The international community met in Brussels this week to discuss Supporting the future of Syria and the region. The conference has passed with some fanfare and limited impact. It felt divorced from the reality on the ground, particularly as it opened to news of another horrifying chemical attack and images of children choking for air in Idlib.
To add to this, those who are most affected by the conflict were not given the room they deserve to voice their needs and aspirations: the Syrians. Oxfam advocated strongly with various actors, including EU institutions and some of the conference co-chairs for the effective inclusion of Syrian organisations and civil society representatives. Oxfam also gave up a seat at the table of the ministerial meeting in favour of a Syrian representative.
How is it possible not to have their voices front and centre when they deliver the bulk of aid in Syria when their workers are putting their lives on the line to help their communities?
On April 4, barely 10 Syrians were present in the room as European, other Western governments, and Gulf States discussed humanitarian priorities inside Syria. One Syrian doctor stood up and started shaking from grief as he told participants about a friend who was killed in Idlib that morning. The following day, no Syrians at all were present at the ministerial plenary where world powers and Syria’s neighbours came together.
This was all the more disappointing because the EU’s new Syria strategy approved just the day before by the 28 member states recognises the importance of an increasingly threatened Syrian civil society for the future of Syria. Indeed, national ownership and inclusivity are mentioned as key features of the EU approach to support the future of Syria.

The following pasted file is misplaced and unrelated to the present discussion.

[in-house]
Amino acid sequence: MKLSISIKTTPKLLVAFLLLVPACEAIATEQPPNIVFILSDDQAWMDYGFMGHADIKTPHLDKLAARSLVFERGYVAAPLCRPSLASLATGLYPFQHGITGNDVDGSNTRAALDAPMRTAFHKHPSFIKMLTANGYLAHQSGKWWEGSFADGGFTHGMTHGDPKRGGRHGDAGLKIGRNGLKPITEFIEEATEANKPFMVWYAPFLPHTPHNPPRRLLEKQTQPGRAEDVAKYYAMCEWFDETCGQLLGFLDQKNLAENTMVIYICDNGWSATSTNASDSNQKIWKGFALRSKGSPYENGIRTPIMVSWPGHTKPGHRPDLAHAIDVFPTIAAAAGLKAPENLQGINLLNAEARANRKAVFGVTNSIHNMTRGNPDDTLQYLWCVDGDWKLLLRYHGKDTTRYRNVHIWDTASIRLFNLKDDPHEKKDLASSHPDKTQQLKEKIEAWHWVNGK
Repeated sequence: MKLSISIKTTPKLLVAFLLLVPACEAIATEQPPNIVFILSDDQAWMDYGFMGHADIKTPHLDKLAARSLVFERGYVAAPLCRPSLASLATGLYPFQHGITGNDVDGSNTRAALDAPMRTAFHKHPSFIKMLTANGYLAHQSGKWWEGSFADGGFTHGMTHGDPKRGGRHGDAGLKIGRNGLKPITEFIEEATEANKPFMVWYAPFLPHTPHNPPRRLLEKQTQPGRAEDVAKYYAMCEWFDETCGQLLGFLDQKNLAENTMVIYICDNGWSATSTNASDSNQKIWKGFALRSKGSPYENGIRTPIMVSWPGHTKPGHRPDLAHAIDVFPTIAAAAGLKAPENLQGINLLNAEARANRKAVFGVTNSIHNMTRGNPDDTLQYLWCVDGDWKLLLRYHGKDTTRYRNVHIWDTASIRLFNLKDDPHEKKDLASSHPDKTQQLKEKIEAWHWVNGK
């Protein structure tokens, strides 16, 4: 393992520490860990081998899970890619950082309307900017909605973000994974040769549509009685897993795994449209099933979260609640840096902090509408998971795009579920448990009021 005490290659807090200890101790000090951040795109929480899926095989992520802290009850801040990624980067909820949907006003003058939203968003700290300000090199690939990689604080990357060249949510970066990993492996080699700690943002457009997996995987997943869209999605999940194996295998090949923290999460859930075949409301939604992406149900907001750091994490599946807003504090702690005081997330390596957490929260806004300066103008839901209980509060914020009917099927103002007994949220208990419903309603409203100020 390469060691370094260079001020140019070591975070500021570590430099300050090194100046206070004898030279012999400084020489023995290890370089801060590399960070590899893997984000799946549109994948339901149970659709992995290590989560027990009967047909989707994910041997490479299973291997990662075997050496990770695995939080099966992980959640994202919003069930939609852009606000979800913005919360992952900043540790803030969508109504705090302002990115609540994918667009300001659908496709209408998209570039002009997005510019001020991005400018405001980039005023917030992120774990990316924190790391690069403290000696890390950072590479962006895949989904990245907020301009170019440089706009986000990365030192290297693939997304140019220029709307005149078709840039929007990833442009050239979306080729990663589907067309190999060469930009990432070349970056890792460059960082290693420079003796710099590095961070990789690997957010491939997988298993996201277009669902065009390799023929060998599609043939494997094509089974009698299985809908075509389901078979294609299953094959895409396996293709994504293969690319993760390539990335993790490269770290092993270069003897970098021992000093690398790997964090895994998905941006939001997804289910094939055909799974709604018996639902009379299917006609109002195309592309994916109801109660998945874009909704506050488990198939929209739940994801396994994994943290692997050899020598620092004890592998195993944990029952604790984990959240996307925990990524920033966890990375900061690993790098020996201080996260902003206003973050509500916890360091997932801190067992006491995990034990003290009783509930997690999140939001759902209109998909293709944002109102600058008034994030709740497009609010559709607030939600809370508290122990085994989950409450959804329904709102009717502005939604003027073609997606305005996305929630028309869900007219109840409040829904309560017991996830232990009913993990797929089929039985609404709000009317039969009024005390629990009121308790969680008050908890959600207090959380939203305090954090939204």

On the substance of the conference, it simply and sadly fell short. It is far from clear that the necessary funds have been mobilised to help those affected by the crisis inside Syria as well as refugees in the region. Last year’s London conference represented a breakthrough– with many rich countries pledging multi-year funding commitment to ensure refugees have access to education, food, and decent work opportunities. Countries like Jordan and Lebanon took important steps to make legal work opportunities more accessible to millions of refugees and make it easier for them to obtain residency permits until they can safely return to their homes.
Last year, discussions focused on supporting refugees live safely in countries hosting them or resettling them in rich countries abroad. This year, we heard for the first time talk of returning people to Syria, a dangerous shift that could put millions of people at risk.
Finally, discussions around the reconstruction of Syria showed to be painfully premature. It’s no doubt that Syria will need massive support for reconstruction after years of deadly clashes and heavy bombardment that have killed hundreds of thousands of people and destroyed hospitals and schools. However, a move by the international community for reconstruction assistance risks doing more harm than good in absence of a political solution that ensures those in control have respect for human rights and allow existence of an independent civil society that can hold the state to account.
Many refugees in Jordan and Lebanon I’ve met over the years have told me they want to go back to their homes in Syria, but even with reconstruction, that won’t happen if the current status quo continues. For future international meetings on Syria to be meaningful, world leaders must ensure Syrian civil society are at the table, actions are taken to hold those responsible for the violence to account, and an inclusive and meaningful political process is underway.